How physiotherapy can help prevent falls
So you’ve had a fall or have been told that you are at high risk of falling. What should you do now and what can help prevent falls? Engaging in physiotherapy can be an effective way to stay safe and stay on your feet. Let’s discuss what is involved in the typical physiotherapy management of falls.
Physiotherapy for falls prevention aims to meet four essential goals. Let’s call these: prevention and assessment, avoiding a ‘long lie’, environmental safety, and restoration of confidence and quality of life.
Prevention and assessment
Firstly, prevention. In medicine, the saying ‘an ounce of prevention is worth a pound of cure’ holds true here. Older people should be routinely asked about their falls history and any near-misses. This enables health professionals to identify people at high risk and help to put falls prevention strategies in place.
To ascertain the most likely cause of a future fall, and to detail the cause of a previous fall, a thorough physiotherapy assessment is required.
A typical physiotherapy assessment will include:
- A detailed subjective assessment: This is a discussion to obtain as much relevant information as possible to help us come up with the right plan.
- Gait analysis: We will check how well you’re walking and what problems you might have.
- Balance assessment: A few simple tests to check how good you are at staying on your feet.
- Joint movement and muscle strength assessment: We will ask you to perform some easy movements so we can get an idea of how your body moves and how this might affect your balance.
Physiotherapists are uniquely positioned to perform these in-depth falls assessments.
Routinely exercising and participating in age-specific falls prevention programs is also incredibly beneficial for balance and falls prevention. Physiotherapists help seniors to develop a tailored exercise program focused on improving the areas where they most need assistance. This is arguably the most important step in fall prevention.
Avoiding a ‘long lie’
Most of us don’t mind a long lie down on a sleepy Sunday afternoon, but a long lie on the ground after a fall is far from a good thing. A ‘long lie’ is typically when someone is on the floor for over an hour and has been unable to get up. A long lie can lead to many complications, including muscle or skin damage, dehydration and pneumonia. Many older adults fear or struggle with the question, ‘How do I get up after a fall?’ Part of the management of falls prevention is to check if older people are able to get up off the floor after a fall or have a strategy to get help if they fall and are unable to rise. Physios can teach specific techniques to rise from the floor to avoid the consequences of a ‘long lie’.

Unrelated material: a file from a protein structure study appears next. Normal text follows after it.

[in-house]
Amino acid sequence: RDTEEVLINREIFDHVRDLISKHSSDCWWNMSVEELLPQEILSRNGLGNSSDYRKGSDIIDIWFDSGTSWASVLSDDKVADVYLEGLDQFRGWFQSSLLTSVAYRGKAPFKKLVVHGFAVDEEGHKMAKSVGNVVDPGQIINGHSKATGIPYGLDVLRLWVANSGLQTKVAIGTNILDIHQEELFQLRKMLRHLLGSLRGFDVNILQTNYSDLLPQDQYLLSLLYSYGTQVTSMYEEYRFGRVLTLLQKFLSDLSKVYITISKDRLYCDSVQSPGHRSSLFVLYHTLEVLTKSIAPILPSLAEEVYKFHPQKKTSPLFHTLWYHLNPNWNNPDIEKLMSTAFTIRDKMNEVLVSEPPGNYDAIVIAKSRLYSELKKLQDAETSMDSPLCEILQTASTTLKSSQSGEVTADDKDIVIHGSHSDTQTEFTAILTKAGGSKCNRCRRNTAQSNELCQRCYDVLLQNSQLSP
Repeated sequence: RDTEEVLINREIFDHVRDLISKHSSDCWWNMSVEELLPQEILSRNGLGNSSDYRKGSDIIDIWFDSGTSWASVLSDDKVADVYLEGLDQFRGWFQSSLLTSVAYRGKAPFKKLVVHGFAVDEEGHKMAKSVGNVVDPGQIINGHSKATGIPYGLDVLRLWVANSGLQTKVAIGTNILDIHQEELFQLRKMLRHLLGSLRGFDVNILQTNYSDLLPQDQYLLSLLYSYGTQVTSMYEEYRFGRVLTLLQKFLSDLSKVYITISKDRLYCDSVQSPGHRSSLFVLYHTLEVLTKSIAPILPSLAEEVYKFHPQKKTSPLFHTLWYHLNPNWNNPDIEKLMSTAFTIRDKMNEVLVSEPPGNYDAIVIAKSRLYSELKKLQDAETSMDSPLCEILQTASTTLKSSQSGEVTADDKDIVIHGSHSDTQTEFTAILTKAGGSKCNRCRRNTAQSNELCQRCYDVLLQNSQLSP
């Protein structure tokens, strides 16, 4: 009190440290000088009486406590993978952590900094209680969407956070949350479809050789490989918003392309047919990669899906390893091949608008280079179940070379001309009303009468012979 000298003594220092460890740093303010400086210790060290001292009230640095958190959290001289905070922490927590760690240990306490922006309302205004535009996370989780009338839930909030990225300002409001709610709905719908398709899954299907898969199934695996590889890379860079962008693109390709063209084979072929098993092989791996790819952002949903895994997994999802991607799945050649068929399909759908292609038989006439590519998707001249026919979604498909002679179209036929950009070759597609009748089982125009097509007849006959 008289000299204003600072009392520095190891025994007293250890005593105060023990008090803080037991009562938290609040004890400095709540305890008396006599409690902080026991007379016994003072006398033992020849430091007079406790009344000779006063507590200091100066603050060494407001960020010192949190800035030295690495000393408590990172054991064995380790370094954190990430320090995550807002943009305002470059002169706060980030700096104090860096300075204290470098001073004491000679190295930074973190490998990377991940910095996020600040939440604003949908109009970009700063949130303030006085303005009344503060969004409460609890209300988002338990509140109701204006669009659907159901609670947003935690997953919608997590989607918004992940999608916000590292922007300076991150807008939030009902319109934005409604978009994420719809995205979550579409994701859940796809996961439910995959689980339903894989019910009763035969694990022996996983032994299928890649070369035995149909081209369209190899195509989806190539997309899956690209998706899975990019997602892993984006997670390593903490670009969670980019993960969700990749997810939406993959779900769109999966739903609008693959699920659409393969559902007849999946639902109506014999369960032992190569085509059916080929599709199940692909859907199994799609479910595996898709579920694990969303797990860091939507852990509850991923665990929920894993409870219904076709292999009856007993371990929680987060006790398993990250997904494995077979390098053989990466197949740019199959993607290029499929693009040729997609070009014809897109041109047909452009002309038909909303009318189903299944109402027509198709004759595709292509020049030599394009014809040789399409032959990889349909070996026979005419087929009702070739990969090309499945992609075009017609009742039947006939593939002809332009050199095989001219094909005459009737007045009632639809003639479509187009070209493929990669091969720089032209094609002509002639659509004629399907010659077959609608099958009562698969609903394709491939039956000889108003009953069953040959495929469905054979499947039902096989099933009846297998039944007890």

Risk management plays a major role in the prevention of falls. Simple things such as removing clutter, rearranging furniture, being selective with seating, or removing or securing rugs can have a huge impact on preventing falls. A physiotherapist will help to assess the home, identify risks and collaboratively develop strategies to eliminate or minimise the risks identified. In some cases, it may be appropriate to discuss the use of a gait aid to provide support and stability when on the move.
Restoration of confidence and quality of life
Fear of falling is a common experience for many older people, even those who have not experienced a fall in the past. Research shows that this can lead to “activity avoidance, loss of independence and reduced quality of life, and is associated with an increased risk of falling” (Source: Goodwin & Briggs, 2012). This can sometimes have a greater effect on a person’s life than the fall itself and therefore should be considered in the development of a physiotherapy program. A common assessment here is a questionnaire asking whether the fear of falling has affected areas of a person’s life. If it has impacted quality of life, a physio will work alongside you to safely get back to the activities you love.
There are several steps you can take immediately to help prevent falls including stretches designed specifically for seniors to improve flexibility, and building healthy exercise habits.
The Physio Co’s team of physiotherapists are available to visit you wherever you call home, and available for online consultations.
We are here to help, so get in touch today for more information – please call on 1300 797 793 or email email@example.com
Article written by Emily Johnson – Physiotherapist